Tin, that has been a star performer this year, was bucking the trend with a 0.3% dip to $20,390 per tonne. The rest were up by between 0.1% for aluminium and 1% for zinc, with copper prices up by 0.6% at $5,966 per tonne.
Volume across the LME base metals complex was above average with 7,113 lots traded as at 6.47am London time.
Precious metals prices were mixed with gold little changed at $1,283.90 per oz, palladium off by 0.2% at $1,343.00 per oz, while silver and platinum prices were both up by 0.4%.
In China, base metals prices on the Shanghai Futures Exchange were similarly mixed with the March zinc and aluminium contracts up by 1% and 0.6% respectively, while the rest were weaker by between 1.3% for the May nickel contract and 0.2% for the March lead contract. The most-traded March copper was down by 0.3% at 47,530 yuan ($6,982) per tonne.
Spot copper prices in Changjiang were down by 0.4% at 47,220-47,420 yuan per tonne and the LME/Shanghai copper arbitrage ratio, at 7.97, was little changed compared with roughly the same time on Tuesday.
In other metals in China, the May iron ore contract on the Dalian Commodity Exchange was weaker by 0.9% at 527 yuan per tonne. On the SHFE, the May steel rebar contract was off by 0.6%. With road transport expected to slow down later this week, ahead of the Lunar New year holidays (February 4-10), activity is also likely to slow, which is expected to lead to consolidation.
In wider markets, the spot Brent crude oil price was stronger by 0.36% at $61.61 per barrel – prices are consolidating after having pushed higher on Monday.
The yield on US 10-year treasuries has drifted again, it was recently quoted at 2.7414%. The yields on the US 2-year and 5-year treasuries have inverted again, they were recently quoted at 2.5827% and 2.5774% respectively, which could start to worry equity markets. The German 10-year bund yield was also weaker at 0.2200%. The weaker yields suggest less risk-on appetite.
Asian equity markets were mixed on Wednesday: Nikkei (-0.14%), Hang Seng (+0.04%), the CSI 300 (-0.07%), the ASX 200 (-0.26%) and Kospi (+0.47%).
This morning’s performance in Asia follows a weaker performance in western markets on Tuesday; in the United States, the Dow Jones Industrial Average closed down by 1.22% at 24,404.48, and in Europe, the Euro Stoxx 50 was down by 0.39% at 3,112.80.
The dollar index’s recent rebound has now paused, it was recently quoted at 96.31, this is around the lower ranges of the late-November to late-December 2018 high ground. This could be a test of the January 7 breakdown level, or the overall upward trend reasserting itself. Given the more dovish US Federal Reserve stance of late, we would not be surprised if this rebound in the dollar peters out.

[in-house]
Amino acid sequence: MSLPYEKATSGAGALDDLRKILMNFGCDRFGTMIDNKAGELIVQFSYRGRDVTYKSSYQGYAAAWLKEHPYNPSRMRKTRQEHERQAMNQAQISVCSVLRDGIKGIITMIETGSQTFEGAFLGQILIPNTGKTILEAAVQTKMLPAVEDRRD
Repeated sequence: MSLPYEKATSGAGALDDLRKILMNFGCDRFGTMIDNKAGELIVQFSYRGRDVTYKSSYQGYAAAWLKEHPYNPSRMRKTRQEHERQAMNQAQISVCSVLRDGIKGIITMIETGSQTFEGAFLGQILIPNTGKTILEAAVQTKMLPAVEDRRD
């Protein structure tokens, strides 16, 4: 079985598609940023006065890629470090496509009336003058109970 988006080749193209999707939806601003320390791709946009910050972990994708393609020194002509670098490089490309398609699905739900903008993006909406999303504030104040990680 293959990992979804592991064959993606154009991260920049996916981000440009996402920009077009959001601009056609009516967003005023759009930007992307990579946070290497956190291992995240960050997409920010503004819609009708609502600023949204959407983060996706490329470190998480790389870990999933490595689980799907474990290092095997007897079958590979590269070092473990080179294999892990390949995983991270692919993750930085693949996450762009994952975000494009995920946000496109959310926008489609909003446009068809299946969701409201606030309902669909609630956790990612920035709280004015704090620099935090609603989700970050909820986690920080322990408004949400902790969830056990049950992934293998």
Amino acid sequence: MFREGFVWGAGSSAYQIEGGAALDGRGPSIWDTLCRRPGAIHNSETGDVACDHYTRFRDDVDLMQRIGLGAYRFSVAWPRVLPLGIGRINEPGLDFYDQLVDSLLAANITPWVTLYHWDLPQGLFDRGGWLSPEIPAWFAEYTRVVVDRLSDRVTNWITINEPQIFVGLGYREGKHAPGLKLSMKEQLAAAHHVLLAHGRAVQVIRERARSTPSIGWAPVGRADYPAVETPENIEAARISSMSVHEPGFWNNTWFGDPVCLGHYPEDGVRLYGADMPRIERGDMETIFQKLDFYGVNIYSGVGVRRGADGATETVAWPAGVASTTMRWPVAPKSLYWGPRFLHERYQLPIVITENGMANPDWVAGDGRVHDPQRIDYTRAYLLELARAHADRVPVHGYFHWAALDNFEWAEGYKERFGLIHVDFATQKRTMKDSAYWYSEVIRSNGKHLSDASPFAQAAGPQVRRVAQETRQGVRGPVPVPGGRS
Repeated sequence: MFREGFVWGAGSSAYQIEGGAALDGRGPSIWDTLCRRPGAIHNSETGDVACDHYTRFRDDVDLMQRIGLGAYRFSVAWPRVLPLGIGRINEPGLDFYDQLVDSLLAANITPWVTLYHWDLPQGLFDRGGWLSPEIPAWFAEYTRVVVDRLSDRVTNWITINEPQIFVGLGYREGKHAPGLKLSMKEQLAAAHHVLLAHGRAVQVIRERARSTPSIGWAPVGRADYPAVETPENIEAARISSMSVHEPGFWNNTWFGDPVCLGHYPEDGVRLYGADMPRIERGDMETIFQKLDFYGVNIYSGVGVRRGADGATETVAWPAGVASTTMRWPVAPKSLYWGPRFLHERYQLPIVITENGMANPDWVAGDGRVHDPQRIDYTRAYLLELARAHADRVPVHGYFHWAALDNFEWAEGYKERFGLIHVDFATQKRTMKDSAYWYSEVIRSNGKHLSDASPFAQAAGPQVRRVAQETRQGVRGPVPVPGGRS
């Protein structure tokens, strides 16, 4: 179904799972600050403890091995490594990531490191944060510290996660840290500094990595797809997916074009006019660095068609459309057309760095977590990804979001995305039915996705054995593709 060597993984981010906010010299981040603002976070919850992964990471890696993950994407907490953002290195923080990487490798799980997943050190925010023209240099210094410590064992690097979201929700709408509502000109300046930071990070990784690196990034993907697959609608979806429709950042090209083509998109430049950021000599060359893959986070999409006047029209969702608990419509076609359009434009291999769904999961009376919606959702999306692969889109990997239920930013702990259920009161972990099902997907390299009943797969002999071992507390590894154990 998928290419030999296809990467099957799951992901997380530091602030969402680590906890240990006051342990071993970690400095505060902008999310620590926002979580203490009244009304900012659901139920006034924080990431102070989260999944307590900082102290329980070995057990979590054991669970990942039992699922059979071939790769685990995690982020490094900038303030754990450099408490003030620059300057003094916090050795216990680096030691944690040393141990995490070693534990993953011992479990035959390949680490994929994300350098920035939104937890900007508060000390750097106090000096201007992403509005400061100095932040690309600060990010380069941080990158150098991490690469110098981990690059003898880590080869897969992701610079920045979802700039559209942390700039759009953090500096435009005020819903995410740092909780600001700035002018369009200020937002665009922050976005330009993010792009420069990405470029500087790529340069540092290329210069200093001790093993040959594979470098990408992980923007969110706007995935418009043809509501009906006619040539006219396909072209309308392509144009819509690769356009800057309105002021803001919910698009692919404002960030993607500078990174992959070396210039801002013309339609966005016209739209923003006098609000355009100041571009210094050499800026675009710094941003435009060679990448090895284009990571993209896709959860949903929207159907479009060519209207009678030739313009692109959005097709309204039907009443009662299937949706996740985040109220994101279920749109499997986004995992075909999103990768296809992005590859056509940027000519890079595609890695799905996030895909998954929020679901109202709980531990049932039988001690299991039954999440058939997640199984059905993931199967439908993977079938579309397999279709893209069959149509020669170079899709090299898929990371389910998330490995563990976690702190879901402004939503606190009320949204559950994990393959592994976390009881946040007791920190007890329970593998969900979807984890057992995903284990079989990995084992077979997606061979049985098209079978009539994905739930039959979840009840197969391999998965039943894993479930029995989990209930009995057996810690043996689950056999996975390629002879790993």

The recent pause in the dollar’s rebound is prompting consolidation in the other major currencies we follow: the euro (1.1368), the Australian dollar (0.7133), the yen (109.62), although sterling is firmer at 1.2964.
The yuan had been weakening in recent days, but at 6.7869 it is firmer this morning. Most of the other emerging market currencies we follow are also consolidating, the exceptions being the real and the ringgit that are weaker.
Economic data already out on Wednesday shows Japan’s all industries activity dropped by 0.3%, this after a 2.1% rise previously, while the Bank of Japan kept interest rates unchanged at -0.10%. Data out later includes UK Confederation of British Industry (CBI) industrial orders expectations, EU consumer confidence, US house prices and the Richmond manufacturing index.
Aluminium, lead and zinc prices on the charts look well placed to extend gains, but as we saw earlier on in the week when other metals’ prices attempted to push higher, they ran into overhead supply. So although we remain quietly bullish, we would not have too much confidence in any directional move at the moment, especially given weak economic data, no concrete news on the US/China trade talks and at a time when liquidity is likely to start to fall ahead of the Lunar New Year holidays.
The limited pullbacks in gold and palladium prices still show underlying robustness and for gold there is still considerable uncertainty in the financial markets to warrant some haven demand. Silver and platinum remain the weaker precious metals, but they are likely to follow gold’s lead to varying degrees.